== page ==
There are plenty of reasons to be drawn to the temporary neon of a county fair. The sounds of popcorn popping in rhythm with the bells and whistles of park rides. Vendors calling the crowds to “step right up” and take a shot at winning oversized stuffed animals soon to become your dog’s favorite chew toy. And now, artisan edibles and dense buds. According to a new bill passed to regulate the legal cannabis market in California, your ride on the Ferris Wheel or The Gravitron is about to get a lot more interesting.
Senate Bill 94 is the result of months of negotiations between the cannabis industry and lawmakers to figure out how the recreational market will operate by the time the state begins to issue licenses on January 1, 2018. The result has been a regulatory scheme that governs everything from seeds to sales. Now it could allow for weed to be sold at your local county fair.
The section of the bill which leaves open the possibility of cannabis sales at county fairs outlines that regulations will: “not prohibit the issuance of a state temporary event license to a licensee authorizing on-site cannabis sales to, and consumption by, persons 21 years of age or older at a county fair or district agricultural association event.”
Imagine getting high on county fair cannabis and then spinning 24 RPM in The Gravitron.
The bill was passed by both houses of the state’s legislature and signed by Governor Jerry Brown this summer. As part of the new regulations, business will only be allowed to apply for a license for fairs that are held on state-owned property. Unfortunately, those aren’t the only restrictions.
According to Proposition 64, the ballot measure which legalized recreational marijuana in November, the regulations might come with a laundry list of roadblocks. For one thing, people under the age of 21 will not be able to purchase the product – as per usual with alcohol sales. It also stipulates that Marijuana cannot be consumed in public places, but the temporary license status might allow for a workaround.
The most troubling of regulations is one which has caused issues already in Colorado for businesses looking to open cannabis cafes. It states that alcohol and cannabis cannot be sold at the same establishment which raises the question of whether the fairgrounds will have to choose between the two or if that choice falls to individual vendors.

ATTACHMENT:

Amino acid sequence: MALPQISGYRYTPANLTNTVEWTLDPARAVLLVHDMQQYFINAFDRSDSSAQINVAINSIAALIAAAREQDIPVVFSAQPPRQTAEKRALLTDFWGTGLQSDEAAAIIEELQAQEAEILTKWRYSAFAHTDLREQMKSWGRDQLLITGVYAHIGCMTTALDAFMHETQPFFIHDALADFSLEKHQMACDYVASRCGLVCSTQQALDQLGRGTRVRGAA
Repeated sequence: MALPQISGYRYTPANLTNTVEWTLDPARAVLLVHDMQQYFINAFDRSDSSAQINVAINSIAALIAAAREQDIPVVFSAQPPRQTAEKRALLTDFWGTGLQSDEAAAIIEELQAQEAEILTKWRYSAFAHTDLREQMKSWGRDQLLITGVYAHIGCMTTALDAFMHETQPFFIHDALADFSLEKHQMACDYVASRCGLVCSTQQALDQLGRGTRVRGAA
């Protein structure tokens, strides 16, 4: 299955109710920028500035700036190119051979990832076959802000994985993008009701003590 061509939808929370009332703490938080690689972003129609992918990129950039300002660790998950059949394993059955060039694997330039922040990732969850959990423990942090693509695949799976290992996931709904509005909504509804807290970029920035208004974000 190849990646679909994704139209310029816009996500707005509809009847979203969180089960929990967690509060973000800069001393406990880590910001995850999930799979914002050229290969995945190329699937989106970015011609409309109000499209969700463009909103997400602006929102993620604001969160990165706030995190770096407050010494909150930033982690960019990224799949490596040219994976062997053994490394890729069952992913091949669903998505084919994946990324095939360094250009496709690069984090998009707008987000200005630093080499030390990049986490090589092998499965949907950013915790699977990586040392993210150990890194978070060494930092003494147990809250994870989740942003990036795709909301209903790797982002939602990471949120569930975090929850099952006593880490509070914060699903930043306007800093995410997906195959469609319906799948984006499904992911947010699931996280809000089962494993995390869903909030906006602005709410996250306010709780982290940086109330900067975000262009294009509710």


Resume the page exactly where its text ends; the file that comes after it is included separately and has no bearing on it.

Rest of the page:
The news has made some growers and businesses excited for the future and the possibility of hosting events. Hezekiah Allen, of the California Growers Association, told CBS San Francisco that he’s eager to see what comes of the regulations and is certain that businesses will follow the rules.
“The business that’s applying for it will have to meet every regulation and every requirement of the entire regulatory framework,” Allen says.
But not everyone is open to welcoming cannabis onto their fairgrounds. Some organizations in the conservative county of Fresno indicated that they would want nothing to do with cannabis vendors at their events.
“The Big Fresno Fair has no plans at this time to allow any cannabis-related vendors at the annual Big Fresno Fair,” John Alkire, CEO for The Big Fresno Fair told The Fresno Bee.
In San Diego, this September, officials at Del Mar Fairgrounds canceled what would have been the city’s largest cannabis event. The District Agricultural Association (DAA) has stated that the cancellation was the result of fear of incurring the wrath of the federal government. In a statement, the DAA said that they had canceled the event because they were uncertain of the regulations around it.
The Goodlife Festival was expected to bring more than 5,000 fairgoers to an event that would feature cannabis education opportunities while medical cannabis card holders could bring their own medicine to consume on the grounds. So while Proposition 64 opens the door to a new county-fair attraction that is sure to leave customers smiling, the federal government is still intent on raining on the parade; or in this case the fair.SHARE